British Scouting overseas
There has been a long standing association between international schools and the Scout movement. Jon Gill, the Growth and Development coordinator of the British Scouting Overseas (BSO) Area wants to hear from schools who would like to find out more about working with them to set up a scouting unit.
* for more about our historic picture taken in 1919 with all its international connections, see below!
What’s it all about?
British Scouting Overseas (BSO) is a UK Scout area that provides Scouting to British citizens (and in some cases other nationalities) living overseas. BSO exists to support families around the world where, due to cultural or language barriers, it is not always possible for young people from the UK to join local Scout Groups in the country where they reside.
Our aim to is ensure that all members of BSO feel they are full members of UK Scouting, enjoying activities in a safe and secure environment best suited to their local circumstances, with access to high quality support and advice no matter where in the world they are situated.
How is BSO organised?
British Scouting Overseas is made up of 50 Scout Groups (6 – 14 years old), 17 Explorer Scout Units (14 – 18 years old) and 5 Scout Network Units (18 – 25 years old). These are spread across 25 countries worldwide! We have approximately 2,800 young people in BSO, and the delivery of the programme is supported by around 800 adult volunteers, with roles varying from section leaders, to skilled instructors, executive committee members and volunteer managers.
BSO is divided into four Districts in order to provide greater local support. These Districts are Northern Europe, France / Iberia, Middle East and Rest of the Word.
The Rest of the World District currently incorporates 16 Groups in The Falkland Islands, Ascension Island and St. Helena in the Atlantic Ocean. In Asia and Africa, our Groups are located in Thailand, Malaysia, Singapore, Indonesia, China, Russia and Kenya.
Where do schools come in?
Many of our Scout Groups operate in British and International Schools around the world. Some use the premises with limited support from the school, but increasingly the model is for a Scout Group to exist as part of the extra – curricular activities / enrichment programme within the school.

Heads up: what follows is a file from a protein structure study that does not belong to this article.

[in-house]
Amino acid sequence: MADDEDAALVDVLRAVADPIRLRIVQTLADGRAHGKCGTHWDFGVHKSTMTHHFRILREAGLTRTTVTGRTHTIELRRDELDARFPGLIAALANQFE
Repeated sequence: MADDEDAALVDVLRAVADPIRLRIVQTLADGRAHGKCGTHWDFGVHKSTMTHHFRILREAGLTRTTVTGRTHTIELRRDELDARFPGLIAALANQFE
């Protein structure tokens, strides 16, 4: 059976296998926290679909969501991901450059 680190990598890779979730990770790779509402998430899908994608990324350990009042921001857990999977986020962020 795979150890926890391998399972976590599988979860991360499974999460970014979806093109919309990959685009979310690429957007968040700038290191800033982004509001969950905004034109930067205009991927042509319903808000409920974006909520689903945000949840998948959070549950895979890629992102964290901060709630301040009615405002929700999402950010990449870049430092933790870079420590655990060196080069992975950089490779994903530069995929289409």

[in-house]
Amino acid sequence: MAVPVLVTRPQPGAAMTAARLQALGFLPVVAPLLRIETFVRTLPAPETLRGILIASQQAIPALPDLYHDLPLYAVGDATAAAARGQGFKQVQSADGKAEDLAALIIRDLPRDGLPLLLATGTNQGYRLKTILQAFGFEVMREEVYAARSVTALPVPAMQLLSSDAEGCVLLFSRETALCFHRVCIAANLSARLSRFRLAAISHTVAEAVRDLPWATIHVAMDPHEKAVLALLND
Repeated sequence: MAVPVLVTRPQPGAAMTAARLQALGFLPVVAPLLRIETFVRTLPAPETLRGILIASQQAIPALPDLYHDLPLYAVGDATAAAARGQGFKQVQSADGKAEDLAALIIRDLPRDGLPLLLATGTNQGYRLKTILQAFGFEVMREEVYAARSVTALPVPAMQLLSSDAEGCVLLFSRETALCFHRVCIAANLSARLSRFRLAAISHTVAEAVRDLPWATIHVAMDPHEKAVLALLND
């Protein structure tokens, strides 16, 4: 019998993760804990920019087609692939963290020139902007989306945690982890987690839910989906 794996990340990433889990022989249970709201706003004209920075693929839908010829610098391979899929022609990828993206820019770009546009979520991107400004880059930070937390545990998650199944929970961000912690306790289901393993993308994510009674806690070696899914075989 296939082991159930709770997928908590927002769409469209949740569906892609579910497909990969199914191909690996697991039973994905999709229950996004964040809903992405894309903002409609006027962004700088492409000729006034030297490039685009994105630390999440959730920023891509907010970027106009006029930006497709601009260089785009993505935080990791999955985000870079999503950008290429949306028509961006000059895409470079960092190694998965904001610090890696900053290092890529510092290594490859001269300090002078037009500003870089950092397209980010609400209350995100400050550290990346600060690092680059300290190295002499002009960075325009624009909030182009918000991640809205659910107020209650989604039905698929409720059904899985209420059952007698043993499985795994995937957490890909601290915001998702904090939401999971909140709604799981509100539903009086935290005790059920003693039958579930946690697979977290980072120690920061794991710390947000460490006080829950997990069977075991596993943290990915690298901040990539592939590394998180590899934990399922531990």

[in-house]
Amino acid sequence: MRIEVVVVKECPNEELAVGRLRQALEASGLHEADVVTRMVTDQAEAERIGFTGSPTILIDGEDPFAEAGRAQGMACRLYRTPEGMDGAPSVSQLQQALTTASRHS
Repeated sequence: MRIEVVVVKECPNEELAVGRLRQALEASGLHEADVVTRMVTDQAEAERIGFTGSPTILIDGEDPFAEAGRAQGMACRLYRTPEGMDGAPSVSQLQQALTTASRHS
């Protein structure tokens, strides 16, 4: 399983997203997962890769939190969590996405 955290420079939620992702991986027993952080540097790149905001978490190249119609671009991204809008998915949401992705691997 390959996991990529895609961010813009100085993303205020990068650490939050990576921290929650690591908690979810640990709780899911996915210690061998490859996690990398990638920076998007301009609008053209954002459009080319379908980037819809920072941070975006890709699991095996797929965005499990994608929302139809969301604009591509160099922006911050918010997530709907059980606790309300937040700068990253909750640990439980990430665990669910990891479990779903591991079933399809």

How we would like to grow
BSO is always looking to further expand in any of the Districts and particularly in countries where we currently have no presence.
We would welcome enquiries from British Curriculum and International schools who may be interested in starting a Scout Group, either as an extra / curricular or enrichment activity, or as a standalone Group using the premises. We have a strong support network to assist the setting up of a Group and provide the necessary adult training and support, together with the requisite forms and advice for UK nationals DBS clearance, plus local Police checks needed on a country by country basis.
For further information, please contact me!
Jon Gill – Growth and Development coordinator, British Scouting Overseas Area team
District Commissioner – Rest of the World District
*Feature Image: September 1919 – 1st Scoutmasters’ Training Class – William Daniel Shankley front right
Our feature image illustrates some early international connections and one Scout leader who was to establish a scout group in an Australian school. It was taken at Gilwell Park, Chingford, England at the first Scoutmasters training class. It features William Shankley, the inventor of the woggle, who in 1922 accompanied Sir Alfred Pickford, Overseas Scout Commissioner for the Empire, as secretary and to assist with training courses. He became involved with Scouting activities in Australia and New Zealand and rather than return to Britain, he worked in various places in Australia, primarily in West Australia. In 1952 he moved to Tasmania, taking up a position at The Friend’s School. He remained active with the Scouting movement for practically the rest of his life. He was instrumental in setting up a Scout Group at the school.